# Portfolio Optimization using S&P Universes

Assuming a set portfolio optimization problem, if all optimization inputs are kept constant, what would you expect, in terms of results, if you run the same optimization using the S&P500 as opposed to the S&P 1500, as a universe?

Intuitivelty, would you expect the strategy based on the S&P500 or S&P1500 to outperform?

• This question might be a bit too general to be able to answer. It might be improved by discuss within the context of a particular optimization or factor model. – John Oct 27 '14 at 22:18
• An approximate time frame is very important for questions about optimization as well. – rhaskett Nov 3 '14 at 19:36

Well, you are asking something very subjective. In addition it should be mentioned that S&P500 are the companies with higher capitalization of S&P1500. Therefore a huge weight of S&P1500 is set by S&P500. In fact, as it can be seen in 2008 both went down a 37%, in the other hand S&P500 has 80% of the total of the US equity Market.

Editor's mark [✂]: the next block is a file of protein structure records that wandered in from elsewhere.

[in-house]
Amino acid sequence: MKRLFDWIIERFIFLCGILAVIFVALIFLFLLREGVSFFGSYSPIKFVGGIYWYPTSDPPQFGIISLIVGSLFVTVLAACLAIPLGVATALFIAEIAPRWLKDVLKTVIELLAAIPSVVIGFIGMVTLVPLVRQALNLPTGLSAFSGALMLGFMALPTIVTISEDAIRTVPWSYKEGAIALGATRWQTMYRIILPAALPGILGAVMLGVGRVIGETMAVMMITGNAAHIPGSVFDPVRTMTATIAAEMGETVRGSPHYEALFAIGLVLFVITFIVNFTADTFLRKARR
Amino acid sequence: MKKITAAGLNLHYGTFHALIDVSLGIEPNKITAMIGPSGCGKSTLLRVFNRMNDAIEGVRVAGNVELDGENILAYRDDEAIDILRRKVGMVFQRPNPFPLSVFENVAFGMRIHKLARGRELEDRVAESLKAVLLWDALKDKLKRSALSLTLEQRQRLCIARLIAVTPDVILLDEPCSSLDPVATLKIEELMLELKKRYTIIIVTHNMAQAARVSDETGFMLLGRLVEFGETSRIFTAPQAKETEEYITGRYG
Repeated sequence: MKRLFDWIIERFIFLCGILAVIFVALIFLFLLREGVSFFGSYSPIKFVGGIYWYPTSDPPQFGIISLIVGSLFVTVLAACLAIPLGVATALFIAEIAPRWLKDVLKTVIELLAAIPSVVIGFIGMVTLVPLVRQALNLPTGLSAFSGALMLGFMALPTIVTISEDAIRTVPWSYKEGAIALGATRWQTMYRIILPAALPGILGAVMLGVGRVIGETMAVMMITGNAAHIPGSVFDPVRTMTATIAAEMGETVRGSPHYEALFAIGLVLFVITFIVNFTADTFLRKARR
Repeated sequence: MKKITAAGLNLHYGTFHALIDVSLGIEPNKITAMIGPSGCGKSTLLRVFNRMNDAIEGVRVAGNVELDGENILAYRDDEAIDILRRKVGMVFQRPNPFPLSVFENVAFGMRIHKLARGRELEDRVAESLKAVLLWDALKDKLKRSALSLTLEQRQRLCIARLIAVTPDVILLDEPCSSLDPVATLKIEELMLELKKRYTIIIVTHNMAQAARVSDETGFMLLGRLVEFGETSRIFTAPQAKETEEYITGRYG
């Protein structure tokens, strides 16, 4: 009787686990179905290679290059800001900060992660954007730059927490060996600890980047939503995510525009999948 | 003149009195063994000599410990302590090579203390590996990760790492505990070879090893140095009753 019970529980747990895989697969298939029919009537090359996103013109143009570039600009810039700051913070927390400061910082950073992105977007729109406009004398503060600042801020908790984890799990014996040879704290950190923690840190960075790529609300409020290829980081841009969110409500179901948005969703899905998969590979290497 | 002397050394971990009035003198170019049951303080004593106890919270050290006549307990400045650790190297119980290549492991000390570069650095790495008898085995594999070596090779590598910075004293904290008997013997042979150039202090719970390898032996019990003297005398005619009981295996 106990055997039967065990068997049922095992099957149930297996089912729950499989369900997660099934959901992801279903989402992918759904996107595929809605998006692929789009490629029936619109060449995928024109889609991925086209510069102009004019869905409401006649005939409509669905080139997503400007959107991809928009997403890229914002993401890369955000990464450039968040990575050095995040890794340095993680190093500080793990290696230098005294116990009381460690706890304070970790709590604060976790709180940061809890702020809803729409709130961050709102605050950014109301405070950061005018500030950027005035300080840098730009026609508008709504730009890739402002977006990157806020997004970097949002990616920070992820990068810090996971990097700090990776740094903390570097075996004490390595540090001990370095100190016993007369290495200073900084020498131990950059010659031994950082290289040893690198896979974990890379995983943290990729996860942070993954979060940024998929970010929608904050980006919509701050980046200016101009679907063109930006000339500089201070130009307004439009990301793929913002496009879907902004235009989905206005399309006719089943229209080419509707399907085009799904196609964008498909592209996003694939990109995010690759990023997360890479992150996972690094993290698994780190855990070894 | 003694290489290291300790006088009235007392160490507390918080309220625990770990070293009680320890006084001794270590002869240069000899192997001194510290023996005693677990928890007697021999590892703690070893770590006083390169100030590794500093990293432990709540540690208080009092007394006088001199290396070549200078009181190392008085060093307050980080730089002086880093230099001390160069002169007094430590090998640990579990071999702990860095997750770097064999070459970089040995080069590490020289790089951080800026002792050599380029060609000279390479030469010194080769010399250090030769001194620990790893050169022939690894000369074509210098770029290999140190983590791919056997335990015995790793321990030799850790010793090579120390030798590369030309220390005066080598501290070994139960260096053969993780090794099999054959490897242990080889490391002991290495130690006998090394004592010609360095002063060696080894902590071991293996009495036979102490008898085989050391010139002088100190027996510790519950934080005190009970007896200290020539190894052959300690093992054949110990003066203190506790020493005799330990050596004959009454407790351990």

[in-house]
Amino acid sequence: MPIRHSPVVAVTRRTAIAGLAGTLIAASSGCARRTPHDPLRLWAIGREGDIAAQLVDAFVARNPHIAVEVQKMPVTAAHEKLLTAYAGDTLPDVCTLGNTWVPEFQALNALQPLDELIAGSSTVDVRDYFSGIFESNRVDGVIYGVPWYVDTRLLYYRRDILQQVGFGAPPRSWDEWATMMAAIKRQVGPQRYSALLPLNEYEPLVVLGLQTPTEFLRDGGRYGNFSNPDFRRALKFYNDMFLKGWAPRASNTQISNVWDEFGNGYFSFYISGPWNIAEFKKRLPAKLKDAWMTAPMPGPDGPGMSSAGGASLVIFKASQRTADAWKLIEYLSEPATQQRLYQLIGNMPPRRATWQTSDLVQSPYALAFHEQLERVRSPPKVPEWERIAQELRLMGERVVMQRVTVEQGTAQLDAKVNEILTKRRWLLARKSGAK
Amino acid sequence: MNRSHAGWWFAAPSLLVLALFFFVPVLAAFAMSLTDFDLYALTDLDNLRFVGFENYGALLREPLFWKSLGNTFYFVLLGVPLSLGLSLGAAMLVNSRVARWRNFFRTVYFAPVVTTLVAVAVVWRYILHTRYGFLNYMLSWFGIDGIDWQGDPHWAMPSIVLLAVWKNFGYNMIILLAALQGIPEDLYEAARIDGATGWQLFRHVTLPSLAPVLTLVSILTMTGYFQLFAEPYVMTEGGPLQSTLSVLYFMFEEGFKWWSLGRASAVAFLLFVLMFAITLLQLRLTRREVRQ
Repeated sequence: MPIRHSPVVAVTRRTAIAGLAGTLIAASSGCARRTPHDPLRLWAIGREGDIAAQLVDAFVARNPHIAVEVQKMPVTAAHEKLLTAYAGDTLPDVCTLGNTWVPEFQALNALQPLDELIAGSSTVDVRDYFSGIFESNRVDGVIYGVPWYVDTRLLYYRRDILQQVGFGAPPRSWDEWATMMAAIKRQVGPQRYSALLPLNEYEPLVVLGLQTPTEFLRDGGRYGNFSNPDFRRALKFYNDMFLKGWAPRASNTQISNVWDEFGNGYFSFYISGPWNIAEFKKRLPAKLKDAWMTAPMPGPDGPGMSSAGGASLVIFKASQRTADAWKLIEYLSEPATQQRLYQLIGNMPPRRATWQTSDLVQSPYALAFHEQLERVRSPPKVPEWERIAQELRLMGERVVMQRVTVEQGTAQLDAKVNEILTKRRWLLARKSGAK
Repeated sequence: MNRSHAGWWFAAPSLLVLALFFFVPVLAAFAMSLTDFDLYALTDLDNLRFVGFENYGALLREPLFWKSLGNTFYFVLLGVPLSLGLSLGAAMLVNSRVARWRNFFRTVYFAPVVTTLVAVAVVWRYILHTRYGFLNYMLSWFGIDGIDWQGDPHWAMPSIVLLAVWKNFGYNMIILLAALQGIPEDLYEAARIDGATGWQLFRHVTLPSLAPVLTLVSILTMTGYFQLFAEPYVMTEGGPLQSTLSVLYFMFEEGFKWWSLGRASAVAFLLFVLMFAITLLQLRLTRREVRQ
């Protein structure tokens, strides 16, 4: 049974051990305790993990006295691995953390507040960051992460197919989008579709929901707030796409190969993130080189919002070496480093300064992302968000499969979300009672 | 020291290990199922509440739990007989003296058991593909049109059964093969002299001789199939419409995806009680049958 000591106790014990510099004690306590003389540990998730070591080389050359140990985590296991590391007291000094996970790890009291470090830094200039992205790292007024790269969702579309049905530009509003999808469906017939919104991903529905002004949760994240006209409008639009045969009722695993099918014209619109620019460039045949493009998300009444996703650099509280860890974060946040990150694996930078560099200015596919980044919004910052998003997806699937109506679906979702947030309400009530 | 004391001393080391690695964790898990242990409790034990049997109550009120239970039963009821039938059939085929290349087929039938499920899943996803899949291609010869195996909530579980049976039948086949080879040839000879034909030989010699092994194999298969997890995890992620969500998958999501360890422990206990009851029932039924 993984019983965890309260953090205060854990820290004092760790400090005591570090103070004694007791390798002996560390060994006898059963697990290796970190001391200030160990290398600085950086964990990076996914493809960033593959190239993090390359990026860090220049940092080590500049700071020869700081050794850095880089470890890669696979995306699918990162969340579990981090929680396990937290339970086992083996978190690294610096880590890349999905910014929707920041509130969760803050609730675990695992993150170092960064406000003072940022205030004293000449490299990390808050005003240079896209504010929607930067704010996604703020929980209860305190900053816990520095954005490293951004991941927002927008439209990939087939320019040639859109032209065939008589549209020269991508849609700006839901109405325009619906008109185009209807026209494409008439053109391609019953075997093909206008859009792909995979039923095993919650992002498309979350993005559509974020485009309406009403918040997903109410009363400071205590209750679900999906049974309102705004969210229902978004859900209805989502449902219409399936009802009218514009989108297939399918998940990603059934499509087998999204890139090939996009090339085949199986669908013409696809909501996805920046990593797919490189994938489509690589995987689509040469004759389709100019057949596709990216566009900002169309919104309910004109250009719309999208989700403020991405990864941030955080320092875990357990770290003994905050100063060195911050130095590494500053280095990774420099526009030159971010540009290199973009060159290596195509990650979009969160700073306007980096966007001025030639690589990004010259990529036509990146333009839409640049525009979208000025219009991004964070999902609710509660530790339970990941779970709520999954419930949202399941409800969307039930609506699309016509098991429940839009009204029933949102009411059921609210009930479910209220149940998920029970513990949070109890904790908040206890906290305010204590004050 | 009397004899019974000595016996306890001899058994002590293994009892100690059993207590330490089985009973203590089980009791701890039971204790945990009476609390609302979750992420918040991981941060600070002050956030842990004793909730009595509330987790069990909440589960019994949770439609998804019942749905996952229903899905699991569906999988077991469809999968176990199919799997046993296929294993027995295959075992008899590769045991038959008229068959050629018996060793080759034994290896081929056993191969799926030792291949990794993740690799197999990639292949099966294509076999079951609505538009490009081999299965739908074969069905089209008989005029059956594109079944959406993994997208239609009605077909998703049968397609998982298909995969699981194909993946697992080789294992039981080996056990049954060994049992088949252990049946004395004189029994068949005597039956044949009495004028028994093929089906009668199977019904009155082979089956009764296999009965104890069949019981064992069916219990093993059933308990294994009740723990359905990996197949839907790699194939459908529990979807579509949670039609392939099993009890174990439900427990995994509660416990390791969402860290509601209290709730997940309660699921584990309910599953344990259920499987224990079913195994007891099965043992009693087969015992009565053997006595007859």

After taking into account you should ask yourself a couple questions: What do I expect to perform better big caps, mid caps or small caps? And more important, is the 20% represented by mid and small caps going to out perform big caps?

If you buy a fund which tracks S&P1500 you can understand this investment as something similar to core-satellite investment, in which you invest 80% in the index and 20% in trying to outperform the index. If you consider that the risk of investing on this market is worth your expected growth, go for it.

In my opinion, regarding the actual economic situation, I won't take this option until,at least 2 years,until things change. I don't think that the economy will grow that much in 1-2 years time.

You are asking two different questions: what would be the model result, and what would be the actual performance of an actual portfolio.